Thursday, Jun 05, 2003
Last weekend Rachel and I ventured across Pennsylvania to attend a wedding where, incidentally, Rachel was the Maid of Honor. We left early Friday morning with a map and a timetable in hand.
Trying to make the most of my time left in the strange and foreign land known as Pennsylvania, I couldn't pass up the chance to drop in on the Pennsylvania Dutch, and so we planned a 30 mile detour just past Lancaster and deep in to the heart of Amish and Mennonite culture. In this case, a rural town called 'Bird-in-Hand'.
At the urging of the buggy company's web site, www.amishbuggyrides.com, we took the "quickest, then most scenic way" in to town, in defiance of Yahoo Maps's directions. It's a bit of a quandary, when you think about it: Who knows more about the optimal route? The computer that warns you that roads it tells you to travel on might not even exist, or the Amish who are forbidden to drive cars and haven't travelled more than 15 miles from their birthplace? In this case, Yahoo had the direct route right, though the way we took may have been a bit more scenic.
We were already behind our tight schedule that would bring us to Reading (well, Hiedelberg, but who's counting?) in time for wedding rehearsal prep (involving the bride, her mother, bridesmaids, and a distinct absence of moi). Still, we made it, and the Buggy Ride bird was now in our hands, and we weren't going to let it go. Thankfully there was no line, just a buggy, a horse, and a driver (footnote 1). In 10 minutes we were underway. With a family of four fellow travellers sharing our buggy, I sat right up front on a small wooden footstool, right behind the horse. Unfortunately, the previous sentence isn't the only one that uses both the words 'horse', 'behind', and 'stool', but seeing as this sentence fulfills that prophecy, I don't have to bring it up later, but it happened, and at a trot, no less.
The first bit of the ride was along the highway, in the 'buggy lane'. I was impressed that the horse looked both ways before merging in to traffic, a good thing since it turns out that because horses aren't machines, there's no license or age required to operate such a beastie on the open road. We quickly turned off the main road on to a smaller road, where our guide pointed out the ways to tell whether a given house was occupied by Amish (dark-curtained, unadorned windows, no wires leading in to the house, often simple clothes on the washline) or by others. We passed a carpenter's studio with a sign declaring that he would be happy to make custom furniture to order. A few moments later we were passed by a large tour bus. I got a momentary insight in to the Amish lifestyle as twenty tourists crowded to the windows and pointed at us, the presumptive Amish they had come to see through their tinted panes.
It wasn't too much further when we pulled on to a dirt road, heading towards barns and silos. It turns out that this was the first day in a month that they'd been able to take this path, as the earlier rains had made the path too muddy for the cart's narrow wheels. We drove between fields, seeing a horse-driven plow team here, a person tending to a garden there.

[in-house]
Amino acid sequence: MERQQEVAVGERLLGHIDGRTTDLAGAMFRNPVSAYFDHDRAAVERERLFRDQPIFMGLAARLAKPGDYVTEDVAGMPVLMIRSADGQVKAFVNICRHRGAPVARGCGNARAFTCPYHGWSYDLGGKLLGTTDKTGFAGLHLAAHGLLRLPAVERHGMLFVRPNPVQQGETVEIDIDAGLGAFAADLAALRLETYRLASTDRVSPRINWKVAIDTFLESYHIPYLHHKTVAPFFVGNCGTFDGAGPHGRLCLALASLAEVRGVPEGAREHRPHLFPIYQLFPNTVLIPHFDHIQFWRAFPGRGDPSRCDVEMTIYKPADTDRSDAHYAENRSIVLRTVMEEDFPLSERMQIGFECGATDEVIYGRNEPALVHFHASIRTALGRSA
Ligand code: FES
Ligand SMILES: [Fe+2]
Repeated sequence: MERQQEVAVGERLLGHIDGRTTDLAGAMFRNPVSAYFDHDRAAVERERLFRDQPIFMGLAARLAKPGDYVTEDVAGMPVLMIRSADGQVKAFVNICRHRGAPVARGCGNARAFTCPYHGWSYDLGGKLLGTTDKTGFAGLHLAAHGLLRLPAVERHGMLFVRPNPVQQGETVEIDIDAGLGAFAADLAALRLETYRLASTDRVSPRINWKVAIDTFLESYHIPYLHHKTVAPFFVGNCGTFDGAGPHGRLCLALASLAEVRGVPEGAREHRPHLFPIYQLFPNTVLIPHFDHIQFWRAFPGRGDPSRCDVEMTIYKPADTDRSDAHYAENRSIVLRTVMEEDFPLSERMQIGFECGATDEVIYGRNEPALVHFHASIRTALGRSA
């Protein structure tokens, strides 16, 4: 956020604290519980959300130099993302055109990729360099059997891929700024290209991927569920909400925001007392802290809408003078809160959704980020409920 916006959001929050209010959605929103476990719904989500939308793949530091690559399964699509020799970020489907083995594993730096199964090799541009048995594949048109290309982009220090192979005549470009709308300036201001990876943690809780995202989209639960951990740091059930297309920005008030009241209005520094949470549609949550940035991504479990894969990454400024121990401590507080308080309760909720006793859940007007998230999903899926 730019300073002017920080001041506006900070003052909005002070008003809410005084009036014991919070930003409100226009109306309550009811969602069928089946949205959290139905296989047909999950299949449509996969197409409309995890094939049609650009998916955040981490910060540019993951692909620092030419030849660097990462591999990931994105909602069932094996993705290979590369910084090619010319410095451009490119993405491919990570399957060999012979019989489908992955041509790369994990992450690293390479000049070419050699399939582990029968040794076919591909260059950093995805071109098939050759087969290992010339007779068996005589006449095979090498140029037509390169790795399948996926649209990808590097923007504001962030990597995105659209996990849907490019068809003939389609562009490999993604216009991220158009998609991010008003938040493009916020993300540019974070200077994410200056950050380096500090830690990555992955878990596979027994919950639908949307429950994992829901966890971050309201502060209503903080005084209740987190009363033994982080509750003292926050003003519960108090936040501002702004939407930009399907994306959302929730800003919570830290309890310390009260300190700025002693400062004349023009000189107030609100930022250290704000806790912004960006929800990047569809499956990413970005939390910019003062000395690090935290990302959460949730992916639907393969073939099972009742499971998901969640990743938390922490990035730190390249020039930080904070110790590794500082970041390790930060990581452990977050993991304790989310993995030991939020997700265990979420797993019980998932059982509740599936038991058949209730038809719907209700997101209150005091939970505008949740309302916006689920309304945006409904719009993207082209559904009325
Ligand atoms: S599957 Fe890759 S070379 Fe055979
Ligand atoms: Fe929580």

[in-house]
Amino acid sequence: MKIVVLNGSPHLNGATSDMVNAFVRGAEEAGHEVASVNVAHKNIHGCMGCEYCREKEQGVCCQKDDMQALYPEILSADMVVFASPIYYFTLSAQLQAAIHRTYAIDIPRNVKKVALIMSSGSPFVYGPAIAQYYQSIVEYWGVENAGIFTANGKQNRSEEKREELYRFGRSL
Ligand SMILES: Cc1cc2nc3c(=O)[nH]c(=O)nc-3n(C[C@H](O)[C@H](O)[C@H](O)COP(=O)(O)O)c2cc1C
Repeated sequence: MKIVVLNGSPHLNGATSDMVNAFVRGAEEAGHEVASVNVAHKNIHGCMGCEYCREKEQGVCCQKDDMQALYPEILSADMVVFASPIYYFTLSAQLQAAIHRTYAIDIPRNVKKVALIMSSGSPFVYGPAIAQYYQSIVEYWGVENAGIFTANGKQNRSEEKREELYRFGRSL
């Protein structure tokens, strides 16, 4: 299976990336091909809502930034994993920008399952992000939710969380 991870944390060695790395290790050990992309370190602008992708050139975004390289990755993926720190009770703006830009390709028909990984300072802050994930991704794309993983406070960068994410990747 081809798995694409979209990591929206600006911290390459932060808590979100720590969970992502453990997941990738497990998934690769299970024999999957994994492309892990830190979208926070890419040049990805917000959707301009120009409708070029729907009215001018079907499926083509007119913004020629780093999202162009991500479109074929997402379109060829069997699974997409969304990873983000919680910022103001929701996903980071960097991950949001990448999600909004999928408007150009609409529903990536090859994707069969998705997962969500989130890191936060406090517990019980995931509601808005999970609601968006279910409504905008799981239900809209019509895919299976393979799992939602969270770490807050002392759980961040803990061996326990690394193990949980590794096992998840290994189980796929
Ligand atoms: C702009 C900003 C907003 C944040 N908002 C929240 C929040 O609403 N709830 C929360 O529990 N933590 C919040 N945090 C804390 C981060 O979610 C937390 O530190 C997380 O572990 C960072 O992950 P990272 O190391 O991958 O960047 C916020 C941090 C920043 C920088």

The average Amish family has about 10 children, which is why every day is laundry day. It also explains their culture's survival. the Amish culture has just about zero population growth, since so many of the kids leave the farm.
Driving past a barn and scooter (Amish will ride push-scooters, but not bicycles), we came upon three girls working in the family garden. they were probably 20, 14, and 3 years old. When the buggy came, the middle girl came out and offered us chocolate chip cookies, three for a dollar.
Amish know their cookies.
We went on our way, and continued between fields, with silos in the distance, and grazing cows near the path. Trundling by the cows, I wondered: Does our horse know he's a horse? Does he look down on the lazy fat cows as he works for his daily fare, or does he lament his position? Do the cows laugh at him? Is there a parallel to be found here between the Amish and wider civilization? Are we the cows?
I forgot to ask if the Amish vote.
Coming back to the terminus after our 30-minute ride, we saw a field trip of 20 kids in identical blue t-shirts. they were all going buggying. We asked how they'd handle them all, and sure enough a long buggy with lengthwise benches emerged to the kids delight.
A quick gift shop pit stop later and we were on our way to the rehearsal, plus a jar of blueberry syrup and a slab of rocky road fudge.
Footnote 1: Driver is an interesting term. I was having a conversation with Ammy a few days ago about words that persist in our culture, after the literal meaning of the word has been surpassed by technology. Her example was an article about TiVo where it talked about taping shows, as if TiVo has anything to do with tape. I tried to think of others, but it's not easy to do off the cuff. 'Driver' is definitely such a word, as it derived [npi] from the person who 'drives' the horses forward. (go back up)
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